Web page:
Cascades - East Avalanche Forecast
Mar 25th, 2019 11:00AM
The alpine rating is Wet Slabs., the treeline rating is , and the below treeline rating is Known problems include
Large wet slab avalanches are possible on shaded aspects below 5,000ft. The new snow may create some small wind slabs in isolated locations in the alpine, and small wet loose avalanches are possible on sunny slopes where there is more than a few inches of snow.
The great thaw continues. Along with this thaw, 0.2" to 0.4" of rain fell up to about 5,000ft, with up to 4" of snow accumulating above that elevation. The rain has increased the amount of water making its way through the snowpack on all aspects, and rivers have been on the rise. On Monday, a very large wet slab avalanche was observed off the second gully on Wedge Mountain. This likely ran on the early February facets near the ground. A recent glide release was observed in Squilchuck State Park on Sunday that pulled out a wet slab below it. Other glide cracks were opening up as well. These are not problems to mess with. The term "Scary Moderate" has been used to describe the danger in similar situations.
In addition to wet slabs, a few inches of new snow with respectable winds may create small wind slabs at exposed locations at upper elevations. Small loose wet slides may become possible by the afternoon on steep, sunny slopes with more than a few inches of new snow. Keep normal springtime precautions in mind. Creeks are beginning to open up, and glide slabs may occur in isolated locations.
Large, dirty, wet slab debris from the second gully on Wedge Mountain near Leavenworth. A number of logs were taken with the churning debris flow. Northeast at 3,900ft.
March 22nd, 2019
If you’ve been in the snow recently, the wintery conditions of early March may seem worlds away. You may be in for a surprise if it’s been a while since you were in the mountains. The weather has taken a turn towards spring in the last couple weeks and the Cascade snowpack the has undergone major changes. Unseasonably warm temperatures and strong sun followed a month-and-a-half of cold, winter storms. Mid-elevation weather stations stayed above freezing from March 15th-22nd with high temperatures reaching the upper 50’s to low 60’s. For an in-depth survey of the regional snowpack, we’ll divide the terrain up by aspect and elevation.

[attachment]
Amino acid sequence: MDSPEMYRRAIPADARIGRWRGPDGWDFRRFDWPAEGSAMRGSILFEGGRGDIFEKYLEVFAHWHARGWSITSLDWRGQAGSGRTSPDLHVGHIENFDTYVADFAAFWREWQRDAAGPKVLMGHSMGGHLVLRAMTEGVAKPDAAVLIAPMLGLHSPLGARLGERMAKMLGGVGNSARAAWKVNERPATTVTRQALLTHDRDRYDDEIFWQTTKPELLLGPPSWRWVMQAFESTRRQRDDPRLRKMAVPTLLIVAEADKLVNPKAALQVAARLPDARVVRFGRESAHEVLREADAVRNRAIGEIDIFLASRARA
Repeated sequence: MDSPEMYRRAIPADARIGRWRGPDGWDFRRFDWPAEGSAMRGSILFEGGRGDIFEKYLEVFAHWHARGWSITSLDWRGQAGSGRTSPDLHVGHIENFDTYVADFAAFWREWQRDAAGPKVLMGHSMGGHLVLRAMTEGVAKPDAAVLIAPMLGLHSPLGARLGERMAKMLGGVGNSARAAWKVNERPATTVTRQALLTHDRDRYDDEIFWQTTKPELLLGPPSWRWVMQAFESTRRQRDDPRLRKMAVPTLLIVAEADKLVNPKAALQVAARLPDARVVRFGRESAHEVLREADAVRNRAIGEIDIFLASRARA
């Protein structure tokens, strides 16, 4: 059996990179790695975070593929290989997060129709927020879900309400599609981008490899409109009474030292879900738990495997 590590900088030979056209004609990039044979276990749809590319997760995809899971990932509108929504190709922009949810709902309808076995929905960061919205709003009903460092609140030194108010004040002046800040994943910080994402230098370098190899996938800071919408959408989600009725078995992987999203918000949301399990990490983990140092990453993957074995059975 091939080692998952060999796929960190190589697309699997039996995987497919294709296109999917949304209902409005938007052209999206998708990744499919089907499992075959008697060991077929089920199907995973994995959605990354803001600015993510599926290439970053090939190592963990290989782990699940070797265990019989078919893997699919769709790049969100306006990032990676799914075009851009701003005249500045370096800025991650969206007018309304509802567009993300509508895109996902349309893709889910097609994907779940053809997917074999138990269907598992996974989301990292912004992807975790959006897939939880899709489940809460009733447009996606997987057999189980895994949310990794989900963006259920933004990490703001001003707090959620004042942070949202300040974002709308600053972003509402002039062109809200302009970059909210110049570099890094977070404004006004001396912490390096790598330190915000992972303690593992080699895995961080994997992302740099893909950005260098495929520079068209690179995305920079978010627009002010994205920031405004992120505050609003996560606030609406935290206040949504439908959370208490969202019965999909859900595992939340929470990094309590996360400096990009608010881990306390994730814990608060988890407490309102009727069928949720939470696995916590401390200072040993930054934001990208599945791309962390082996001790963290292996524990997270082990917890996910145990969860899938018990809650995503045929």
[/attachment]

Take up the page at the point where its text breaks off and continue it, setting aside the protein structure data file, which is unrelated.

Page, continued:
A graph showing temperatures between 4,000-5,000ft around the Cascades from the 16th-21st.
Along with the warm temperatures, the spring sun has played a major role in warming snow surfaces. The result is a snowpack that varies by aspect. In most regions, shaded and northerly slopes remain relatively unchanged. Aside from some settlement and firmer or moist surfaces, the snow on north aspects is almost entirely dry. Even some low elevation north slopes are still holding snow.
The snowpack on east through south through west aspects is a different story. The strong March sun melted snow surfaces and drove melt-water into the snowpack. This is most dramatic on steep (over 35 degrees) southeast through southwest slopes below 5,000ft. In some areas, you can find meltwater up to 3 feet below the snow surface with drainage channels well established. Between this warm period and rain events in the first half of the winter, the entire snowpack has transformed to melt forms. An important point to note is that as of the 22nd, these solar aspects remain unfrozen and weak. Cooler weather ahead may help strengthen moist to wet layers.